Latinos, totaling close to 50 million in the U.S., have become a political and economic force to be reckoned with, especially when they join forces in a strategic alliance with immigrants rights groups and labor, says a new report.
The report, “Latino Workers in the United States 2011,” recently released by the Labor Council for Latin American Advancement (LCLAA), outlines a comprehensive analysis about the state of Latino and undocumented workers.
Although Latinos face many challenges, the future of the nation depends on their ability to thrive. By 2050, Latinos will comprise nearly 30 percent of the total U.S. population and one-third of all working-age Americans. Yet too many are losing their jobs and their homes, and are faced with declining living conditions, educational opportunities and economic security.
Hector E. Sanchez is the executive director of LCLAA and the report’s main author. His aim is to shed light on the main issues affecting Latinos in order to propose policies that improve the lot of the most vulnerable workers in the nation, namely Latinos and immigrants, said Sanchez.
The current economic recession has hit Latinos especially hard. In 2009, more than one in four (25.4 percent) Latino families lived below the poverty line. The unemployment rate among Latinos last month was 11.3 percent, compared with 7.9 percent for white non-Latino workers. Employed Latinos disproportionately work in low-paying jobs. Their median weekly income in 2010 was $532, while white non-Latinos earned $774.
Latinos also have the highest percentage of people without health insurance, the highest high school drop out rate and the highest occurrence of wage theft and are most in danger of being killed on the job.
“We know that Latinos have the highest level of death and injuries at work,” notes Sanchez. Latinos are highly represented in the agricultural and construction sectors, both of which are dangerous industries for workers, he adds.
To make matters worse, both Latino workers and unions are under attack by right-wing forces. Hate crimes toward Latinos have increased 40 percent in the last five years and anti-immigrant rhetoric has intensified, says Sanchez.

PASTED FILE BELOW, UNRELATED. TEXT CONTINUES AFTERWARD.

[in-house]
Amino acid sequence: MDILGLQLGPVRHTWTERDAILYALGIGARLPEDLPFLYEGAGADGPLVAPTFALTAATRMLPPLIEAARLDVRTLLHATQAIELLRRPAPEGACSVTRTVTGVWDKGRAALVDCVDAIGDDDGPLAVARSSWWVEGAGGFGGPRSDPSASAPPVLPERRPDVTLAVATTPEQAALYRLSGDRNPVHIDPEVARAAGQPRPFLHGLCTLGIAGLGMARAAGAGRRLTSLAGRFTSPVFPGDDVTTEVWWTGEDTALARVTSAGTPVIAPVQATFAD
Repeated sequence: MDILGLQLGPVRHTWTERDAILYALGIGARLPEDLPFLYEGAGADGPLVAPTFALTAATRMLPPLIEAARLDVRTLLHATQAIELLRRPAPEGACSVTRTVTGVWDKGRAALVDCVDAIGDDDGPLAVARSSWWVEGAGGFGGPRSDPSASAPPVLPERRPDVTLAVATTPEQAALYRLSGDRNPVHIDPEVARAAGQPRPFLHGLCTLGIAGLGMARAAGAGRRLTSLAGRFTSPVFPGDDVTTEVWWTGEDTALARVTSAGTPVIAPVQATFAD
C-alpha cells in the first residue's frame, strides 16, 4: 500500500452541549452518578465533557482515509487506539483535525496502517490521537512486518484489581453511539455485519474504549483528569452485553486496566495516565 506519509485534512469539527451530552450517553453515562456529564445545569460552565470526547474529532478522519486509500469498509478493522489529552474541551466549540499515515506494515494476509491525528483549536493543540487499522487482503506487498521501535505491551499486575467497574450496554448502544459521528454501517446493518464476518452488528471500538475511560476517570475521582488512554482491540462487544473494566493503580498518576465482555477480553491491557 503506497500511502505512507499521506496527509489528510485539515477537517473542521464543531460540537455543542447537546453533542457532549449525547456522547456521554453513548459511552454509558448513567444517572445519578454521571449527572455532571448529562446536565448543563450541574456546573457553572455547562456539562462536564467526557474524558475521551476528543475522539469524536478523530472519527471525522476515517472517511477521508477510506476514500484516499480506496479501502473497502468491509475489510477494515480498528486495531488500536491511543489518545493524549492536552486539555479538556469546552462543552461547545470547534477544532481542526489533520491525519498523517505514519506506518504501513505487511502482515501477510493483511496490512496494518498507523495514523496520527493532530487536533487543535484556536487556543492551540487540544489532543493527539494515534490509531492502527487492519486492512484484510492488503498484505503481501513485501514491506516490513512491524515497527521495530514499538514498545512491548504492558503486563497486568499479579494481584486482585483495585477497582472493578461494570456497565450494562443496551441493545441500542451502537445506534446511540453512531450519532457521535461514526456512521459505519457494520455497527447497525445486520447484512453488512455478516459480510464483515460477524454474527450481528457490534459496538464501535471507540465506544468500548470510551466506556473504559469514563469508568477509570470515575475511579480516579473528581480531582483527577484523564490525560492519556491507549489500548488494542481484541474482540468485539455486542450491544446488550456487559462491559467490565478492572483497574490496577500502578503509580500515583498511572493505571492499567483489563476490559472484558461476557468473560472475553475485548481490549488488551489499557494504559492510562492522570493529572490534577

Collective bargaining is the heart of the labor movement and is facing serious challenges. But when the labor movement and the immigrant rights struggle unite, both complement each other, Sanchez argues. The number of people joining unions is near record lows. However, Latinos are the fastest growing segment of the U.S. workforce and population and they need the structure and labor protections of unions.
“We are the future of the U.S. workforce and we need to strengthen the strategic alliance between Latinos, including undocumented workers, and the labor movement,” said Sanchez.
“There is no other group in the U.S. that is more exploitable and vulnerable as undocumented workers,” says Sanchez. “Enforcement-only policies have only enhanced that vulnerability to the point that immigrants have become disposable workers. It’s a perfect system for exploitation, but we need to ask who is really benefiting from this, because so far everyone wants to blame undocumented workers. Eleven million immigrants living in the U.S. is not a mistake. This is public policy and the corporations and entire sectors of the economy are profiting from this broken system.”
Sanchez continues, “Almost no one is looking at the root causes of the problem – regional economic policy disasters that displaced workers under trade agreements like NAFTA and CAFTA.” Sanchez notes 80 percent of immigrants in the U.S. come from Mexico or Central America and after such trade treaties were implemented immigration in the U.S. increased drastically due to economic policies that displaced millions.
Sanchez says that the U.S. has become addicted to cheap labor and entire sections of the economy now depend on immigrant workers.
“But now it’s time to grow up as a nation, and we need to stop bullying immigrants. We need a smart policy that is good for all workers, one that will help us recover from one of the worst economic downturns in U.S. history. And immigration reform can be the first step in that direction.”
Studies from both political perspectives show that immigration reform is good for the economy and would represent a trillion dollars in revenue for the next ten years, he says.
The report, which is being used as an organizing tool for LCLAA’s 50 chapters in 22 states, calls for the White House and Congress to pass a massive jobs program that would uplift all workers.
It also demands that lawmakers:
- Pass the Protect Workers Act to strengthen the government’s ability to protect workers from injury and death on the job;
- Enact the Employee Free Choice Act to remove barriers that prevent Latino and all workers from joining unions;
- Address climate change and invest in the development of clean energy sources to create well-paid green jobs for America;
- Pass comprehensive immigration reform and the DREAM Act;
- Protect Social Security and retirement plans;
- Ensure the Affordable Health Care Act is implemented and fully funded to reduce disparities in health care coverage;
- Improve our educational system to better serve low-income households and students of color.
The report concludes: “Failure to protect and enact comprehensive policies in all of these areas will perpetuate a cycle of abuse and discrimination of workers; deprive children, adults and retirees of vital health benefits; create an underclass of people living in the shadows and threaten the nation’s health and economic security.
To download the full report go to LCLAA’s website.
Photo: Pepe Lozano/PW.